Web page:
# Do Blue Origin's BE-3 engines need to run for 7 seconds to "warm up"?

In the Blue Origin YouTube video Replay of New Shepard Mission 8 Livestream, "command engine start" is heard at T- 00:03, an audible "pop" can be heard at about T- 00:00.5 immediately followed by visible flames.

However, the apparent size of the hot exhaust and character of the sound continue to ramp until about T+ 00:06 and there is no vertical motion of the rocket until fully T+ 00:07.

Is there an almost 7 second "warm up" or ramping of New Shepard's BE-3 engine? Is this necessary function, or perhaps part of an exhaustive test (no pun intended) as this is a commercial space-tourism launch vehicle?

Video queued at T- 00:10

• Generally, liquid-fuel engines need a few seconds to stabilize after ignition. The engine is also monitored and the hold-downs are only released if the engine operates nominally. Apr 30 '18 at 7:21
• SSMEs had a ~6 second start sequence so this sounds reasonable to me. Apr 30 '18 at 11:48
• Liquid engines have a highly tuned, extremely critical order of startup sequence. I think there's at least one question on the site about it, let me look. Apr 30 '18 at 11:56
• space.stackexchange.com/questions/13095/… Apr 30 '18 at 11:57
• For SSME I have a graph of chamber pressure vs time during startup which is essentially thrust. If you'd like to ask that question.... Apr 30 '18 at 12:25

The startup of the BE-3 is slower because it uses the Tap-Off cycle. Hot gas from the main combustion chamber is tapped off to run the twin turbines that power the fuel (LH2) and oxidizer (LOX) turbopumps. In the BE-3 engine diagram you can see that each of the turbopumps has its own turbine and exhaust.

Startup sequence: Fuel and Oxidizer at tank pressure are fed directly into the combustion chamber and ignited. This results in low pressure combustion in the chamber. Hot gas expands and flows out of the nozzle, but upstream of the nozzle throat a tap-off opening allows some of the hot gas to flow to the manifold which feeds the gas turbines for fuel and oxidizer and starts them spinning up.

When the turbines spin up, they begin to turn the fuel and oxidizer turbopumps, which feed Fuel and oxidizer at higher pressure into the combustion chamber. Ignition already took place, so the higher pressure fuel and oxidizer continue combustion and increase the pressure in the chamber. When propellant begins flowing from the turbopumps into the chamber the direct feeds from the propellant tanks close.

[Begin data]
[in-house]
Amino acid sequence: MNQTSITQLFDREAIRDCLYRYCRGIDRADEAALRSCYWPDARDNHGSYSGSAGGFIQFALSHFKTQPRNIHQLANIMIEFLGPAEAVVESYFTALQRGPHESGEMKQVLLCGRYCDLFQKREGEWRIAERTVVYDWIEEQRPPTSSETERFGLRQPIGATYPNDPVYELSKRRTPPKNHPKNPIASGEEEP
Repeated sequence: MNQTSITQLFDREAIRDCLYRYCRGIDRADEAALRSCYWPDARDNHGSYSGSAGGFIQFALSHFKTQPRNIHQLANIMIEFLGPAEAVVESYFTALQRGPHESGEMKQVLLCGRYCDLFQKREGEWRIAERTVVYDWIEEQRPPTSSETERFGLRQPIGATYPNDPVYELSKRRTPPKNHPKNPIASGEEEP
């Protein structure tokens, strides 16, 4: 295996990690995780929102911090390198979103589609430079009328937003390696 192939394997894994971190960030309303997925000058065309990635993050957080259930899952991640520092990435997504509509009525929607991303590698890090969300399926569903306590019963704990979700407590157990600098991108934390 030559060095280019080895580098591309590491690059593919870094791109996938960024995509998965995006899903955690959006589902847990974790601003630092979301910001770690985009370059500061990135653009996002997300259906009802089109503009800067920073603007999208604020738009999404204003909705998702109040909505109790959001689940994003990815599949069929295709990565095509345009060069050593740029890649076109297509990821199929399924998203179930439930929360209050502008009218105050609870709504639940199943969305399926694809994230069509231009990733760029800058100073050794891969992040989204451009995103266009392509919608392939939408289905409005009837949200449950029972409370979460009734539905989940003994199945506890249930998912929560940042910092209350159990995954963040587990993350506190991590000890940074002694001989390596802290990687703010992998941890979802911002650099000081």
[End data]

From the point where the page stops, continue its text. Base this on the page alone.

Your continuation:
The higher chamber pressure in turn flows more hot gas at higher pressure to the manifold that feeds the turbines, increasing their speed and power, which in turn increases the speed and pressure of the turbopumps. This creates a positive feedback loop as increased pressure from the turbopumps increases chamber pressure. A control valve in the tap-off plumbing restricts the maximum flow of chamber gas to the turbines, allowing them to spin up to their full speed but not beyond.

I could not find documentation on the exact sequence of engine throttling, but it is clear on the diagram that the main fuel valve is downstream from the turbopump. On the opposite side of the engine there are two more valves, one the main oxidizer valve and the other is a valve on the chamber tap-off to the turbine feed manifold. Apparently the engine can throttled using a combination of all three valves.

So in conclusion, it is the tap-off engine cycle and the process of initial propellant feed to start the combustion process at low pressure to spin up the turbines, then gradually increase propellant pressure to bring the turbines up to their full speed and finally open the propellant feed valves to bring the engine up to full thrust that is observed as the delay from initial ignition.

I'm fairly certain this is over-simplified, but I think it's fairly accurate in broad terms.

Note the new BE-3U upper stage engine for New Glenn uses a single turbine on a single shaft with both turbopumps, and uses the Expander Cycle instead of the tap-off cycle. To learn about the Expander Cycle look up the RL-10, an engine that's been around for 60 years that uses that cycle. It's only about 1/7th of BE-3U's thrust, but the cycle is the same.

• What a thorough and well written post and from a new user, Welcome to Space!
– uhoh
Mar 11 '20 at 3:30